Biden Advances $1 Billion In Arms For Israel Amid Rafah Tensions

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The Biden administration informally notified congressional committees Tuesday that it planned to move forward with more than $1 billion in weapons deals for Israel, said U.S. officials familiar with the matter, a major transfer of lethal aid that comes a week after the White House paused a single shipment of bombs because of concerns that a planned assault in southern Gaza could cause immense civilian casualties.

The arms deals allow for the potential transfer of $700 million in tank ammunition, $500 million in tactical vehicles and $60 million in mortar rounds, said the officials, who spoke on the condition of anonymity to discuss a sensitive matter.

The decision underscores the administration’s reluctance to defy pro-Israel donors in the Democratic Party who criticized Biden’s decision last week to withhold the shipment, which included controversial 2,000-pound bombs that have been involved in mass casualty events in Gaza.

It is also the latest indication that attacks by Republicans asserting that Biden had imposed an “arms embargo” on Israel, a charge spearheaded by Sen. Tom Cotton (Ark.), bore little connection to reality.

A U.S. official told The Washington Post that “arms transfers are proceeding as scheduled” and referred to comments from national security adviser Jake Sullivan on Monday that the United States is “continuing to send military assistance.”

The notification, first reported by the Wall Street Journal, went out to the relevant committees in the House and Senate in a step called “tiered review” that occurs before the formal notification of Congress.

Critics say Biden’s decision to advance the arms package undercuts Washington’s effort to restrain Israel’s military actions in Lebanon and Gaza, where it is pushing for a more targeted approach.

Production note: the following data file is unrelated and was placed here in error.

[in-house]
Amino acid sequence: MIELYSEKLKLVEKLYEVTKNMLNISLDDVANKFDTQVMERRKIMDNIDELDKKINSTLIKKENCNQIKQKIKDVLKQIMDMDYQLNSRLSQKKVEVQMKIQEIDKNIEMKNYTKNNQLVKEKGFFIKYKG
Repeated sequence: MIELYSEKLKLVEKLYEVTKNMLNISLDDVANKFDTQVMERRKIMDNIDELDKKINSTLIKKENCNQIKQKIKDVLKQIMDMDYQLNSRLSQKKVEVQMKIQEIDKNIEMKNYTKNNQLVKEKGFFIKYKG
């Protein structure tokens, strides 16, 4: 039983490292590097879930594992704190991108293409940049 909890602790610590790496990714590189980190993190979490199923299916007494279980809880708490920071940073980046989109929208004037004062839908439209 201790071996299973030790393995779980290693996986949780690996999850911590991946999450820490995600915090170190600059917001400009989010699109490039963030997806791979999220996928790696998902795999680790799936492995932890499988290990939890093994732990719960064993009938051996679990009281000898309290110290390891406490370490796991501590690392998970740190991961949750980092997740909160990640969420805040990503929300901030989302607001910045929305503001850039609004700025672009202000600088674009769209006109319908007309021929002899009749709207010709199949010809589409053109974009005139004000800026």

Israeli officials have vowed to launch a major invasion into southern Gaza aimed at eliminating four Hamas battalions in the border city of Rafah.

The Biden administration has warned that the operation is likely to cause enormous civilian casualties and block desperately needed aid to the entire enclave, which is experiencing famine in some areas.

It will do “terrible harm to civilians,” Secretary of State Antony Blinken said Sunday, and fail to eradicate Hamas. “There will still be thousands of armed Hamas left,” he said.

Even though the shipments in the latest arms packages would not arrive imminently, critics say advancing the packages sends a message to Israeli leaders, including Prime Minister Benjamin Netanyahu, that they can defy U.S. warnings about invading Rafah and not have to worry about the United States replenishing the munitions at a later date.

Sen. Chris Van Hollen (D-Md.), a White House ally, criticized the decision, saying, “We should not be proceeding with any additional offensive arms transfers until the United States receives clear assurances from the Netanyahu government that the president’s concerns regarding Rafah have been addressed and his demands for the delivery of humanitarian assistance have been met.”

“This move undercuts the president’s earlier decision and should not go forward,” he said.

Still, many Republicans and many Democrats have been supportive of U.S. arms transfers to Israel.

In seeking to explain Washington’s position on Monday, Sullivan said, “We have paused a shipment of 2,000-pound bombs because we do not believe they should be dropped in densely populated cities.”

Sullivan underscored that the Biden administration has “sent a massive amount of military assistance to Israel to defend itself against all threats, including Hamas, Hezbollah, and Iran and its other proxies. We are continuing to send military assistance.”

(c) 2024, The Washington Post · John Hudson 



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